ELC Eastbourne is the second school that John Veale has taken up the EL Gazette rankings. He tells Melanie Butler the secrets behind his success
John Veale is like a good football manager – he has taken an EFL ‘team’ up the rankings not once, but twice, and with two very different ‘clubs’. But in EFL, as in football, not all good players make good managers.
Veale’s early EFL career was fairly conventional: teaching in Japan, Spain and London, and he started a Masters degree. So how did he make the shift into management?
“Luck mostly, I landed a job at ARELS – as English UK was called then – and that is where I started to learn about the complexities of the world beyond the classroom.
It is surprising what you pick up and who you meet while stacking chairs at an agent’s workshop like Study World…’’
John’s first job as principal was at a brand-new school in Brighton. He now runs a school that was founded in sedate Eastbourne in the 1930s – how does that feel?
“ELC Eastbourne certainly has the feel of a grand old school, the new chandelier fits right in. There is a strong academic background with a group of experienced teachers and staff who empathise with students. The academic support overall is very thorough and we work hard on making the environment a comfortable one.
“There aren’t many schools where the staff room door is open and students can be beckoned in for a chat.”
I personally enjoy working on the range of courses we have from Summer Vacation to Fifty Plus, so we work with many different ages as well as cultures. Every day is different.”
And the move from Brighton to Eastbourne?
“Eastbourne is on the up as a seaside destination, with a renovated town centre, and there is lots to do and see. At the same time, it offers something quite distinct from the hubbub of Brighton or other larger centres.”
We are within easy reach of London of course, so it is easy to pop up and see the sights. But then rather than get the tube back to Zone 5, you can escape back to the South Downs National Park. You are surrounded by iconic countryside, where the air is clean, queues rare and the pace calmer. Eastbourne offers a real slice of English culture; no wonder Sherlock Holmes retired here to keep bees.”
John went from working for a commercial chain to being part of an established not-for-profit trust. I asked him what was the biggest difference he found in working for an educational trust.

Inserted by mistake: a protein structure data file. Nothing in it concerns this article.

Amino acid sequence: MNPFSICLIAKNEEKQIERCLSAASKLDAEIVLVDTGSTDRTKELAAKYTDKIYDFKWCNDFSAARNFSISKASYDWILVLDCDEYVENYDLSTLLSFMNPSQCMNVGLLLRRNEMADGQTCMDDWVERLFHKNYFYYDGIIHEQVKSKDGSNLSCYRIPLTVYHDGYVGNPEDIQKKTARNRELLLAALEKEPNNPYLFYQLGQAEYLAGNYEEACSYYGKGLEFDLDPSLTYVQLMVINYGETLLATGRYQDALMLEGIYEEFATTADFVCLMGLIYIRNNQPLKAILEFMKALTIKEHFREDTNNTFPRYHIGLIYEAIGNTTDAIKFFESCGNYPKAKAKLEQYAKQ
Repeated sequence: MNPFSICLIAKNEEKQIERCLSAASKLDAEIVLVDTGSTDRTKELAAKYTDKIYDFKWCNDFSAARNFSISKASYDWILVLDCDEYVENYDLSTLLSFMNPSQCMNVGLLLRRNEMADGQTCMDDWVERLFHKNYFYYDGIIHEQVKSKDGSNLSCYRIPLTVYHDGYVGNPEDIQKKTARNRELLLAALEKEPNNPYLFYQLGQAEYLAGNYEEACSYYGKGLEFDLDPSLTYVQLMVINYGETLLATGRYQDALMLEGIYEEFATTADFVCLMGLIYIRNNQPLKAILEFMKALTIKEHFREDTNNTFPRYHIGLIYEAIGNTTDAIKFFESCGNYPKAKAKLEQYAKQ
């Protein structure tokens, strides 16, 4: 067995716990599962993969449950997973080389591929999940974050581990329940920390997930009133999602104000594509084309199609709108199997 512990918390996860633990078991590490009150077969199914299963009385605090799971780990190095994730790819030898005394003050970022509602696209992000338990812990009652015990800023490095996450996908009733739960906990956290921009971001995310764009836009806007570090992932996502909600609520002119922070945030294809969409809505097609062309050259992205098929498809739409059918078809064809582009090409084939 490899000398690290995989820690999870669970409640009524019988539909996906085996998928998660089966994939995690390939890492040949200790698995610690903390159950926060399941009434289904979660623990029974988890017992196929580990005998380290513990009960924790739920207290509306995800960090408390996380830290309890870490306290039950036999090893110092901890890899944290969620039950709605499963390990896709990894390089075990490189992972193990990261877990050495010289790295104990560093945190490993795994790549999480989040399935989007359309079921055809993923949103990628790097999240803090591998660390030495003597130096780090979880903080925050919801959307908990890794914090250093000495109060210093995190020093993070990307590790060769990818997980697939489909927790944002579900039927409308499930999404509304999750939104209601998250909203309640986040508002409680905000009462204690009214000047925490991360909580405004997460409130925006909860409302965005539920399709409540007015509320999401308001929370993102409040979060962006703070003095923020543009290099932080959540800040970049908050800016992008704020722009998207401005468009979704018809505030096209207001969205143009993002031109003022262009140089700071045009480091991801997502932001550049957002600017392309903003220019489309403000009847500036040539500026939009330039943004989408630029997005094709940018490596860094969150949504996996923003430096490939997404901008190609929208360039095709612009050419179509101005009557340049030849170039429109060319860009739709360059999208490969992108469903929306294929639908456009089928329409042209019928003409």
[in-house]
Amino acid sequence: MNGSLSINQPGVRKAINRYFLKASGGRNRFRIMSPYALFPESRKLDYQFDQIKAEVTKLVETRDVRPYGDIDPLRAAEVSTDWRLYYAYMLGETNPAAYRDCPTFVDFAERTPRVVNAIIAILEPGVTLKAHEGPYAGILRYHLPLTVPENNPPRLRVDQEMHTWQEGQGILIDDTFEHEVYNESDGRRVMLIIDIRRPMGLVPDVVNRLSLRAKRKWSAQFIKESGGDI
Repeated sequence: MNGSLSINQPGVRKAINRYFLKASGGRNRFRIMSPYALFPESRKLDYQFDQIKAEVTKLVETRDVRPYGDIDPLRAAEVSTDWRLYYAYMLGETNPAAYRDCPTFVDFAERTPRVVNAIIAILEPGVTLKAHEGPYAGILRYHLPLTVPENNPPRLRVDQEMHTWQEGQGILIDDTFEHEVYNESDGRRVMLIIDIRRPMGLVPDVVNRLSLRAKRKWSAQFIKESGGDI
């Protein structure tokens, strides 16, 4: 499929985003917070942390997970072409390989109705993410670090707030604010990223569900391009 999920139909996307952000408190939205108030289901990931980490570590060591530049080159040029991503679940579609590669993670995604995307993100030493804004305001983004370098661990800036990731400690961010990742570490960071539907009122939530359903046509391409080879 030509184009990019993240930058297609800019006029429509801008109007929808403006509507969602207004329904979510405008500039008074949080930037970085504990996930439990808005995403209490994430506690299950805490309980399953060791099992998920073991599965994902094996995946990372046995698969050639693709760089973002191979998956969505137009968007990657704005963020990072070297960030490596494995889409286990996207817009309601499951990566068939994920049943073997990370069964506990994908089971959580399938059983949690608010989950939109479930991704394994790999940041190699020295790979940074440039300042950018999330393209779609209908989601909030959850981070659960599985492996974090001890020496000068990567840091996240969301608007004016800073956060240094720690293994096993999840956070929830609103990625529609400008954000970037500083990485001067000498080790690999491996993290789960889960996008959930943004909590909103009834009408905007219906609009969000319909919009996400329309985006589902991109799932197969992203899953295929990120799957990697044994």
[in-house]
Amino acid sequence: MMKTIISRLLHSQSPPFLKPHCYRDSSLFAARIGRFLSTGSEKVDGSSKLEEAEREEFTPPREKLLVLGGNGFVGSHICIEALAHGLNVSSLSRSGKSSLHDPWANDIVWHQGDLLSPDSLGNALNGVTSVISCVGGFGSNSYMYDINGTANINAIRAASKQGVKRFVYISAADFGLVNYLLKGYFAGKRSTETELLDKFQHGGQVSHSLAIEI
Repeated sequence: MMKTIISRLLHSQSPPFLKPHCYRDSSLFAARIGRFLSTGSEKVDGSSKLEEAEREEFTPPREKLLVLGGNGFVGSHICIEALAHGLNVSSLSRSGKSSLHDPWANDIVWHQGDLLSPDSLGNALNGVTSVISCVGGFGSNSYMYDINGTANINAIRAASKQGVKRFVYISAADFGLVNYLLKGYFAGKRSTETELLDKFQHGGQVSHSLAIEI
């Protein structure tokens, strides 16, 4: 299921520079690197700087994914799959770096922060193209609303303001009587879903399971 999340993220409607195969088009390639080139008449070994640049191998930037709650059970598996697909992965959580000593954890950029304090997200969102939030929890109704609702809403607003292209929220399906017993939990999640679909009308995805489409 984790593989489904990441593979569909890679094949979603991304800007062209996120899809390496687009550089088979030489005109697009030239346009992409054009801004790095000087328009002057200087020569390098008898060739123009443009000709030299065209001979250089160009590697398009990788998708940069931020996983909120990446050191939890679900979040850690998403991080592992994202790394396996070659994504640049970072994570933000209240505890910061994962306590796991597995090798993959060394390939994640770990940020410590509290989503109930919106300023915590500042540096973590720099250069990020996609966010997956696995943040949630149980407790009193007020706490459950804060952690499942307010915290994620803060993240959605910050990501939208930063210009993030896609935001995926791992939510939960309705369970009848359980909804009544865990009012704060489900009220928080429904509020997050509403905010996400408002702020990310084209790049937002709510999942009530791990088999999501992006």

“The school I helped to set up in Brighton was not a large commercial chain at the time and never had that feel. But having worked in different places, it is clear that ELC is a seasoned organisation; it has worked out who it is and why it’s here and is comfortable in its skin.”
It was this sense of educational tradition that drew him to the job.
“Before I joined, staff at ELC had recently gone through a process of defining their mission statement and values. It may sound cheesy, but the results won me over.
When we go through inductions for new staff, we even use words like ‘community’, can you imagine?”
And at ELC Brighton the mission statement is not just words on a piece of paper. This is a school with an ethos.
“There is a concerted effort to put these values into practice through how we work, too. It helps when you see the scholarships and other charitable work ELC contributes to. Perhaps this lies behind the enduring success of ELC over the years, it is ingrained in the organisational culture. There aren’t many schools where the staff room door is open and students can be beckoned in for a chat.”
Both in Brighton, and now with ELC Eastbourne, John has taken his team to the top – both are EL Gazette Centres of Excellence, based on British Council inspection reports.
So, what, in his varied experience are the three most important things to focus on to create an exceptional language school?
“Listen to your customers, enjoy yourself and read the Accreditation Unit’s criteria, requirements and additional guidance document carefully. Those nice people at the British Council Accreditation Unit have spelt it all out for you far better than I ever could.”
If you want to become a Centre of Excellence, as John Veale knows, you need to play by the rules.